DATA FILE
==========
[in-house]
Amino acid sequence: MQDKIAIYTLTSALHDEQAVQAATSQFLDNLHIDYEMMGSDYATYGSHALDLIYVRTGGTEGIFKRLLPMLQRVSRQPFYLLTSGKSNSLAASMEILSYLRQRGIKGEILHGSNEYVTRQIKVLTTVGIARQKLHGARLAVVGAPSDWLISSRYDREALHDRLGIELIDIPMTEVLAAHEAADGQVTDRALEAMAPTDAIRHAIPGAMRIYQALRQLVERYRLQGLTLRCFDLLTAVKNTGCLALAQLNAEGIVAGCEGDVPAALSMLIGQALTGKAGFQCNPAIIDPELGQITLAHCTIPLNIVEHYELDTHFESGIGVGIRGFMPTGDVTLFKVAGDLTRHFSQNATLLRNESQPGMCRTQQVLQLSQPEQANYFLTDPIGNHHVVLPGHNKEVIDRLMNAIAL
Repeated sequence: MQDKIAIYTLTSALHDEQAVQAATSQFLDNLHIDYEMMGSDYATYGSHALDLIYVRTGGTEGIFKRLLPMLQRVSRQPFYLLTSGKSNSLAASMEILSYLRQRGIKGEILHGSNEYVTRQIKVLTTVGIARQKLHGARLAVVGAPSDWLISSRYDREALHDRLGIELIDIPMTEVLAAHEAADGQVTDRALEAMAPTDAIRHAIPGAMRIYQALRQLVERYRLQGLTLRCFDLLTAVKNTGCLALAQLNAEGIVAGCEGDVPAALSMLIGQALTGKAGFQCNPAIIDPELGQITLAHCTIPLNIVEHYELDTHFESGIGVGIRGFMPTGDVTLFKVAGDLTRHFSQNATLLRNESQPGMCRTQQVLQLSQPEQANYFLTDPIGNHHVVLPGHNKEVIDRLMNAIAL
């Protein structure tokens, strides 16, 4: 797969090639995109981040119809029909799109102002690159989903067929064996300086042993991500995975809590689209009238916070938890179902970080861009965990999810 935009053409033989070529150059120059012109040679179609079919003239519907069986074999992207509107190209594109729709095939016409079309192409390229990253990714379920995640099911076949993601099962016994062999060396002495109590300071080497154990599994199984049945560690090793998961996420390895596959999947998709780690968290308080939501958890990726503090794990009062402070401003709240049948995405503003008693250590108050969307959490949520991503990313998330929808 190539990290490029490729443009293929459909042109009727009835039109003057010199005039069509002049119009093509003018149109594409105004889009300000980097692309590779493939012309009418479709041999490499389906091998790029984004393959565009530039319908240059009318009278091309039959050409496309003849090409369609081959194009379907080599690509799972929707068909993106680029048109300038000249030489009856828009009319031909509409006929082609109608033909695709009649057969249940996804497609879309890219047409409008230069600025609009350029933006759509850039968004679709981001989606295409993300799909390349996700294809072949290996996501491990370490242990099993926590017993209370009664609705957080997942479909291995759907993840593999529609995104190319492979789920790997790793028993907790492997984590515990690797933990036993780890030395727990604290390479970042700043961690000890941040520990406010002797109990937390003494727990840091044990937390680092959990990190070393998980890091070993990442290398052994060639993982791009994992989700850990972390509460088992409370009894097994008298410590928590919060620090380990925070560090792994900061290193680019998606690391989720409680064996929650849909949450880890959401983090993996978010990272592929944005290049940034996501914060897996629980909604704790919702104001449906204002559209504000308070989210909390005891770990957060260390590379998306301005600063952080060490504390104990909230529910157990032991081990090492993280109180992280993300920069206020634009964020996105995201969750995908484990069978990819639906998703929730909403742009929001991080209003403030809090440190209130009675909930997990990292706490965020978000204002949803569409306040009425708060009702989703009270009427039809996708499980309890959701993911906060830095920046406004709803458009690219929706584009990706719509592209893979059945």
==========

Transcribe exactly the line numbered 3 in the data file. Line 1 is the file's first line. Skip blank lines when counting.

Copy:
Repeated sequence: MQDKIAIYTLTSALHDEQAVQAATSQFLDNLHIDYEMMGSDYATYGSHALDLIYVRTGGTEGIFKRLLPMLQRVSRQPFYLLTSGKSNSLAASMEILSYLRQRGIKGEILHGSNEYVTRQIKVLTTVGIARQKLHGARLAVVGAPSDWLISSRYDREALHDRLGIELIDIPMTEVLAAHEAADGQVTDRALEAMAPTDAIRHAIPGAMRIYQALRQLVERYRLQGLTLRCFDLLTAVKNTGCLALAQLNAEGIVAGCEGDVPAALSMLIGQALTGKAGFQCNPAIIDPELGQITLAHCTIPLNIVEHYELDTHFESGIGVGIRGFMPTGDVTLFKVAGDLTRHFSQNATLLRNESQPGMCRTQQVLQLSQPEQANYFLTDPIGNHHVVLPGHNKEVIDRLMNAIAL